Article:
# Is it consistent with ZF that all finitely additive probability measures on $\mathbb{N}$ are countably additive?

This question is inspired by this other question which asks for an example of a strictly finitely-additive probability measure. To answer that question, I use the existence of a non-principal ultrafilter (assuming the ultrafilter lemma) on $$\mathbb{N}$$ to construct a $$\{0,1\}$$-valued example on $$\mathcal{P}(\mathbb{N})$$.

I'm no expert on set theory, however I am aware that it is consistent with ZF that all ultrafilters on $$\mathbb{N}$$ are principal$$^{[1]}$$. After some digging, I also found out that it is consistent with ZF+DC that there are no non-principal measures (finitely additive probability measures that assign $$0$$ measure to singletons) on $$\mathbb{N}.^{[2],[3]}$$ This at least shows that I really need something like the ultrafilter lemma to construct an example like the one I give (which is a non-principal measure).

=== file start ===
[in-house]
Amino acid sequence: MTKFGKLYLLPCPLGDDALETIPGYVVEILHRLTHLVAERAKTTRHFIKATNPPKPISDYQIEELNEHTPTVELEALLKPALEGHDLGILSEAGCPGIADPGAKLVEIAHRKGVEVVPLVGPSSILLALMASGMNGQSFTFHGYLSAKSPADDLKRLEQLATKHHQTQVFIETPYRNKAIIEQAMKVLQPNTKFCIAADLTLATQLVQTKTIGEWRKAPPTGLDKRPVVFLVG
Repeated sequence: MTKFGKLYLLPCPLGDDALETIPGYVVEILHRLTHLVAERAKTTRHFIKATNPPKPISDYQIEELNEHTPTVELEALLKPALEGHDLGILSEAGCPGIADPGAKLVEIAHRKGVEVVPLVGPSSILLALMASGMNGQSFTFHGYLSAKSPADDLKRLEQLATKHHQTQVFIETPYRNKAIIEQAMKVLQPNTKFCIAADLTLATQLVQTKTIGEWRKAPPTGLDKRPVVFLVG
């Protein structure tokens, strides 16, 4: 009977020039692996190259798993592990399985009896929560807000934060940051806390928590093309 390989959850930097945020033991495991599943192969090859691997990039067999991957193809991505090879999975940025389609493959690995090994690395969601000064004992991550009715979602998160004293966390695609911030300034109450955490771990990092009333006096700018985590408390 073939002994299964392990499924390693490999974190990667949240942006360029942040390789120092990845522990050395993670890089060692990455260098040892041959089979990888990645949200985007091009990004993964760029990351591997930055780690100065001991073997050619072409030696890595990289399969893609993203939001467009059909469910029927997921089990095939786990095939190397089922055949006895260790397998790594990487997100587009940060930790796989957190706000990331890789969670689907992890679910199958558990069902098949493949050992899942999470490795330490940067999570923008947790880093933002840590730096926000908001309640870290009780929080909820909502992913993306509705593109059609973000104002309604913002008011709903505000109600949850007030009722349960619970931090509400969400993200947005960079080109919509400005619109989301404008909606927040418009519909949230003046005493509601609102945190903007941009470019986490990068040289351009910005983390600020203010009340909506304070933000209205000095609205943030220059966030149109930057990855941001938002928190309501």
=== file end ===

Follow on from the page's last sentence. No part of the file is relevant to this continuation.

Unfortunately, as far as I can tell, this doesn't quite complete the picture since it is possible that one could find an example which assigns some singleton positive measure. A silly way to do this assuming that a non-principal measure $$\mu$$ on $$\mathbb{N}$$ does exist is to consider $$\frac12(\mu + \delta_0)$$. Obviously here I use again the ultrafilter lemma (and I expect that again, I really need to to get such an example), but the possibility of such examples leads me to ask;

Is it consistent with ZF that all finitely additive probability measures on $$\mathbb{N}$$ are countably additive?

[1]: This is asserted in this answer by Asaf Karagila.

[2]: See this answer from the same user and the reference therein (my [3])

[3]: David Pincus and Robert M. Solovay, Definability of measures and ultrafilters, J. Symbolic Logic 42 (1977), no. 2, 179--190.

• What is ZF (other than my initials)? Commented Jul 24, 2019 at 20:30
• ZF is the usual abbreviation for Zermelo-Fraenkel set theory. Commented Jul 24, 2019 at 20:30

Let $$\mu$$ be a finitely additive probability measure on $$\mathcal{P}(\mathbb{N})$$. Note that for any $$A\subseteq\mathbb{N}$$, $$\mu(A)\geq\sum_{a\in A}\mu(\{a\})$$ (since $$\mu$$ is monotone and the right-hand side is the supremum of $$\mu(F)$$ for finite subsets $$F\subseteq A$$). Defining $$\mu'(A)=\mu(A)-\sum_{a\in A}\mu(\{a\})$$, we see that $$\mu'$$ is nonnegative and finitely additive. If $$\mu'$$ is nonzero, we can scale it by a constant to be a non-principal probability measure. So, if no non-principal probability measures exist, $$\mu'=0$$ and so $$\mu$$ is countably additive.